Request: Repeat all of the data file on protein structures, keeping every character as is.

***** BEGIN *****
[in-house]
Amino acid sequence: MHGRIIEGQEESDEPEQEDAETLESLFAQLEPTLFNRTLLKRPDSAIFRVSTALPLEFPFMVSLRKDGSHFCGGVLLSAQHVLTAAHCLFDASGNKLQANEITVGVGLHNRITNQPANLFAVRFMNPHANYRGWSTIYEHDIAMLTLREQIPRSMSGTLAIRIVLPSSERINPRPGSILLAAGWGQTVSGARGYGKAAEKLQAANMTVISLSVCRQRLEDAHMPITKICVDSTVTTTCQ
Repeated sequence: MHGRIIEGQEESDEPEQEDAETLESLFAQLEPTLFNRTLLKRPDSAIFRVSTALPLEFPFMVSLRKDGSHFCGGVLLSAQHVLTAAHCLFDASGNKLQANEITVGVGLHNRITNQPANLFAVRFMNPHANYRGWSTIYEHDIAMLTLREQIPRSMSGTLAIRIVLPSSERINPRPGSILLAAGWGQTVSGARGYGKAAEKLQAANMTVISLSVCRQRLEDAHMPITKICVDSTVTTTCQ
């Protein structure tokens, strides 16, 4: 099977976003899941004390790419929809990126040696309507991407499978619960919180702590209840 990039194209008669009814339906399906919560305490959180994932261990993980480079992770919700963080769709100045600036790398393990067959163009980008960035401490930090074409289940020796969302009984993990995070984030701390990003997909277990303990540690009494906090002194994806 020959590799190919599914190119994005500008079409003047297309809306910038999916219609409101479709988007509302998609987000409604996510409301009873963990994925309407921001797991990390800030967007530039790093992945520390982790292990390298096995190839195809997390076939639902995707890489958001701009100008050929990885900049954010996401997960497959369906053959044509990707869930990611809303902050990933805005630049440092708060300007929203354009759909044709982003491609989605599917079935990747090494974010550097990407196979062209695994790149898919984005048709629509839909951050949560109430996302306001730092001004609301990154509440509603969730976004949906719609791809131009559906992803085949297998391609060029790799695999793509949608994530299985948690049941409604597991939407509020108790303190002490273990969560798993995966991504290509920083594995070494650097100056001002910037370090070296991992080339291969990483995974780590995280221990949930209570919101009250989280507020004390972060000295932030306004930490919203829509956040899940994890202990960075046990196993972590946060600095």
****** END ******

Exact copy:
[in-house]
Amino acid sequence: MHGRIIEGQEESDEPEQEDAETLESLFAQLEPTLFNRTLLKRPDSAIFRVSTALPLEFPFMVSLRKDGSHFCGGVLLSAQHVLTAAHCLFDASGNKLQANEITVGVGLHNRITNQPANLFAVRFMNPHANYRGWSTIYEHDIAMLTLREQIPRSMSGTLAIRIVLPSSERINPRPGSILLAAGWGQTVSGARGYGKAAEKLQAANMTVISLSVCRQRLEDAHMPITKICVDSTVTTTCQ
Repeated sequence: MHGRIIEGQEESDEPEQEDAETLESLFAQLEPTLFNRTLLKRPDSAIFRVSTALPLEFPFMVSLRKDGSHFCGGVLLSAQHVLTAAHCLFDASGNKLQANEITVGVGLHNRITNQPANLFAVRFMNPHANYRGWSTIYEHDIAMLTLREQIPRSMSGTLAIRIVLPSSERINPRPGSILLAAGWGQTVSGARGYGKAAEKLQAANMTVISLSVCRQRLEDAHMPITKICVDSTVTTTCQ
């Protein structure tokens, strides 16, 4: 099977976003899941004390790419929809990126040696309507991407499978619960919180702590209840 990039194209008669009814339906399906919560305490959180994932261990993980480079992770919700963080769709100045600036790398393990067959163009980008960035401490930090074409289940020796969302009984993990995070984030701390990003997909277990303990540690009494906090002194994806 020959590799190919599914190119994005500008079409003047297309809306910038999916219609409101479709988007509302998609987000409604996510409301009873963990994925309407921001797991990390800030967007530039790093992945520390982790292990390298096995190839195809997390076939639902995707890489958001701009100008050929990885900049954010996401997960497959369906053959044509990707869930990611809303902050990933805005630049440092708060300007929203354009759909044709982003491609989605599917079935990747090494974010550097990407196979062209695994790149898919984005048709629509839909951050949560109430996302306001730092001004609301990154509440509603969730976004949906719609791809131009559906992803085949297998391609060029790799695999793509949608994530299985948690049941409604597991939407509020108790303190002490273990969560798993995966991504290509920083594995070494650097100056001002910037370090070296991992080339291969990483995974780590995280221990949930209570919101009250989280507020004390972060000295932030306004930490919203829509956040899940994890202990960075046990196993972590946060600095």